Surgeons at Allegheny Health Network have become the first in the region to treat metastatic spinal tumors using an innovative, minimally-invasive technology known as the OsteoCool RF Ablation System from Medtronic.
Metastatic bone disease occurs in 60 to 80 percent of cancer patients, most frequently among patients with primary malignancies of the breast, prostate, liver and lung, according to the American Cancer Society.
“Spinal tumors can cause debilitating pain, fracture, mechanical instability and neurological dysfunction – all of which impede upon a patient’s daily activities and can significantly challenge their overall quality of life,” says AHN neurosurgeon Dr. Nestor Tomycz.
Spine metastases have traditionally been treated with radiation therapy or via complex, open-spine surgery in which the cancer cells are resected from the bones. According to Tomycz, radiation can cause damage to the normal tissue surrounding the bone, and traditional surgery is often more than what a patient with cancer can tolerate. Further, both radiation and surgery can interrupt a patient’s treatment for his/her primary cancer such as chemotherapy.
Tomycz is the first neurosurgeon in the region to utilize OsteoCool in the treatment of patients with spine metastases. Using internally-cooled bipolar probes, he delivers heat energy precisely to the tumor through small incisions in the patient’s back. The temperature-controlled system prevents overheating and damage to the surrounding tissue, while creating a “kill zone” within the bone to destroy any cancerous cells.
For patients who commonly suffer a spinal fracture as a result of the spinal tumor, Tomycz uses OsteoCool in combination with a procedure known as kyphoplasty, in which cement is used to stabilize the bone. Both minimally invasive, patients are often able to go home the day after their surgery.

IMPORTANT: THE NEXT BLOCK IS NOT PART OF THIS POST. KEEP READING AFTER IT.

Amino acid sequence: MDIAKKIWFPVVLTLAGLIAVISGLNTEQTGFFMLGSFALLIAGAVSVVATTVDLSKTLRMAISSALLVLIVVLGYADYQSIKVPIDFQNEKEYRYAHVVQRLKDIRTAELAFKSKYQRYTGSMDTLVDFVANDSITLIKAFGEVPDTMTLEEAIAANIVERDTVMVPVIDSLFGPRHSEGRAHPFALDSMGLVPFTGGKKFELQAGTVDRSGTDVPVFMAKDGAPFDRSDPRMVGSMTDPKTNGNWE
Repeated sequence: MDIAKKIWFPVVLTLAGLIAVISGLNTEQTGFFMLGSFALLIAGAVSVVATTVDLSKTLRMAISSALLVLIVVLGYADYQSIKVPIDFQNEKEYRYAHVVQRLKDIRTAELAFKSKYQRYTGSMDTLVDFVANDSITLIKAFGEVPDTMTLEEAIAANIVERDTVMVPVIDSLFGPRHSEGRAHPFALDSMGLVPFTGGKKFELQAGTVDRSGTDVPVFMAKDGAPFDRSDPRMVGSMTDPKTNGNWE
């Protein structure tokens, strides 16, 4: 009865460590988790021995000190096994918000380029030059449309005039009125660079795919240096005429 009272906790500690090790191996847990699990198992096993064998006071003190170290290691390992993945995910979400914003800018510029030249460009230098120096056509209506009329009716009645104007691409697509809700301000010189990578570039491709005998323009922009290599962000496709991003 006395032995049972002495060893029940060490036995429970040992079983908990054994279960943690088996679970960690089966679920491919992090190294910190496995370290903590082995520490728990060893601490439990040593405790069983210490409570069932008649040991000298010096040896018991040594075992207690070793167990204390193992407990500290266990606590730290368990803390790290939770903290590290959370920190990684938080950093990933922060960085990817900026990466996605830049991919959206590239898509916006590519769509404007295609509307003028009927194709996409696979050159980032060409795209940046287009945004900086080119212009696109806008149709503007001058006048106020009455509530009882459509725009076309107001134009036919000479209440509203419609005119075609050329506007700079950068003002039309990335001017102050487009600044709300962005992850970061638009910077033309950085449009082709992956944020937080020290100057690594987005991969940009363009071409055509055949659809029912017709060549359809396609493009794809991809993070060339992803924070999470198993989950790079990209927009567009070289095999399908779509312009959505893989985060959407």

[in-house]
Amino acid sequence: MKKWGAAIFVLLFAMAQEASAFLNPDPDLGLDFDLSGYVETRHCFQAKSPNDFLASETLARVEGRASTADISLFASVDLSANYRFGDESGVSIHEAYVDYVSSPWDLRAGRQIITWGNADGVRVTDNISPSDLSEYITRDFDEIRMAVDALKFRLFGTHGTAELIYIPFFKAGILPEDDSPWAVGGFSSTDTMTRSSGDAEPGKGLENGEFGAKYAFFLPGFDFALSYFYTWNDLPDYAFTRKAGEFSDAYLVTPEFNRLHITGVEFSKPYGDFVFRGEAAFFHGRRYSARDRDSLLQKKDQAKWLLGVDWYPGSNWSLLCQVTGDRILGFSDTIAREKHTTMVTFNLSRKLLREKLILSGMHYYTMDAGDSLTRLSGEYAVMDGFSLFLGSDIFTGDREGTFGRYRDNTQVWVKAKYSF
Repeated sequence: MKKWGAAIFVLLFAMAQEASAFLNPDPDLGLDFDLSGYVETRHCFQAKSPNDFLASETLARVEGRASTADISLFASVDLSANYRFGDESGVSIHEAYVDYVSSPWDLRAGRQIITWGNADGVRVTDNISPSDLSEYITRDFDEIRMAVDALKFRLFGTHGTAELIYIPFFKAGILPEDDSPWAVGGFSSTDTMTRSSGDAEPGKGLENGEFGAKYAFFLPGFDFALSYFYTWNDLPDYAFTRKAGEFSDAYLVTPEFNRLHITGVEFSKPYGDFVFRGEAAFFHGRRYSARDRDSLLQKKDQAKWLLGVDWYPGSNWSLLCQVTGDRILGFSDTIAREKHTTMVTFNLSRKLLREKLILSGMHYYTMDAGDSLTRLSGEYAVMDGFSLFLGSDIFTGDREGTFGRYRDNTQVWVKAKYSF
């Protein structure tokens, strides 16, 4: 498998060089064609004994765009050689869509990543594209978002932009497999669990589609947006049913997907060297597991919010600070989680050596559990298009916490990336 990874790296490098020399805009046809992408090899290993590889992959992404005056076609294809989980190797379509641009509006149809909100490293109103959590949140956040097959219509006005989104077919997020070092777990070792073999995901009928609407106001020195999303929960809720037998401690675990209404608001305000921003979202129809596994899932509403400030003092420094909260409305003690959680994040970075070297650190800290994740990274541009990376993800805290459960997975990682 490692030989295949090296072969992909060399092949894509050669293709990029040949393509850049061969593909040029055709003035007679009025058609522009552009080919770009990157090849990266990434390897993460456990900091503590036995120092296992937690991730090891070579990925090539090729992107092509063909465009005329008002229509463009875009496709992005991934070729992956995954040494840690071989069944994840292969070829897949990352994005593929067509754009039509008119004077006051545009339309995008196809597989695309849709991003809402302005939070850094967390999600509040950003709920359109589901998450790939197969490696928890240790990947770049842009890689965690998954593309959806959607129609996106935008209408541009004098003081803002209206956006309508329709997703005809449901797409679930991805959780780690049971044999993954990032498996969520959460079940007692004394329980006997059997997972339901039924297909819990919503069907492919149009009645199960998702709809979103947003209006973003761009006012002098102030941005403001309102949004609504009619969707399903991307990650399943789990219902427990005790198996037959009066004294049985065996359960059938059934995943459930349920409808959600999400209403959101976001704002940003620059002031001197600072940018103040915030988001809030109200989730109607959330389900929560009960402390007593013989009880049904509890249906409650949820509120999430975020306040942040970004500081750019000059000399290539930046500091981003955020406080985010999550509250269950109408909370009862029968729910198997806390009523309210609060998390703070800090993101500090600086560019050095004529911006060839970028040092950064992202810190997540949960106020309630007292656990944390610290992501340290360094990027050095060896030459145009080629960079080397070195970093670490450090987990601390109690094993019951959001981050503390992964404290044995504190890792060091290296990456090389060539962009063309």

“Never before have we been able to treat the bone cancer and fracture at the same time. Now, with one procedure, patients realize almost immediate pain relief and are able to quickly get back to their treatment plans for overcoming their primary cancer,” Tomycz says.
Nursing career fair at MVH
Registered Nurses and upcoming graduates are invited to attend a free Nursing Career Fair/Open House at Monongahela Valley Hospital in Carroll Township. The event will be held 11:30 a.m.-4:30 p.m. March 22 in the Anthony M. Lombardi Education Conference Center.
“We encourage experienced nurses as well as recent graduates and students to attend,” says Mary Lou Murt, MVH’s senior vice president and chief nursing officer. “MVH is committed to providing the highest quality medical care with compassion. We offer our nurses an opportunity to grow professionally and personally in a challenging and rewarding environment.”
MVH offers nurses competitive salaries, flexible schedules, comprehensive benefits – including free dental and vision for the employee, 100 percent tuition assistance for up to nine credits per year and free onsite parking.
Nurses are encouraged to bring their resumes as representatives from Nursing Administration and nurse managers will be on hand for immediate interviews. Full- and part-time positions are available in many areas throughout the hospital.
MVH is a 200-bed community hospital with 225 physicians on its medical staff representing 40 specialties. It is the largest employer in the Mid-Monongahela Valley with more than 1,300 employees; and, the third largest employer in Washington County. For more information, contact 724-258-1210.